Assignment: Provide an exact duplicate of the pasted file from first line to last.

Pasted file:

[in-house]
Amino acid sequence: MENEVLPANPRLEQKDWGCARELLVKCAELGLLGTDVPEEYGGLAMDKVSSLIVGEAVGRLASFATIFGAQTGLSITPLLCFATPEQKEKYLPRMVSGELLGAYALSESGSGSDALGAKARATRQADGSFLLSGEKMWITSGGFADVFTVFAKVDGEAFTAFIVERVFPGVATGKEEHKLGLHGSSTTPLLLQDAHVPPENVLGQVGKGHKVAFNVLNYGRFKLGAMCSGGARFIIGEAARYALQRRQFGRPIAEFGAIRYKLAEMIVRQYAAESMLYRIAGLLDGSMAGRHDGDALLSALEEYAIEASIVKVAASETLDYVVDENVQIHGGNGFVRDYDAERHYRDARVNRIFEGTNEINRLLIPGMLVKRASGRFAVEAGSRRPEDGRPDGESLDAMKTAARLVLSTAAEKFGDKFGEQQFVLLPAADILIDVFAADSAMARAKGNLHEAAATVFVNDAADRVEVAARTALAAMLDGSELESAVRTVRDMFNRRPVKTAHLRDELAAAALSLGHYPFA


[in-house]
Amino acid sequence: MENEVLPANPRLEQKDWGCARELLVKCAELGLLGTDVPEEYGGLAMDKVSSLIVGEAVGRLASFATIFGAQTGLSITPLLCFATPEQKEKYLPRMVSGELLGAYALSESGSGSDALGAKARATRQADGSFLLSGEKMWITSGGFADVFTVFAKVDGEAFTAFIVERVFPGVATGKEEHKLGLHGSSTTPLLLQDAHVPPENVLGQVGKGHKVAFNVLNYGRFKLGAMCSGGARFIIGEAARYALQRRQFGRPIAEFGAIRYKLAEMIVRQYAAESMLYRIAGLLDGSMAGRHDGDALLSALEEYAIEASIVKVAASETLDYVVDENVQIHGGNGFVRDYDAERHYRDARVNRIFEGTNEINRLLIPGMLVKRASGRFAVEAGSRRPEDGRPDGESLDAMKTAARLVLSTAAEKFGDKFGEQQFVLLPAADILIDVFAADSAMARAKGNLHEAAATVFVNDAADRVEVAARTALAAMLDGSELESAVRTVRDMFNRRPVKTAHLRDELAAAALSLGHYPFA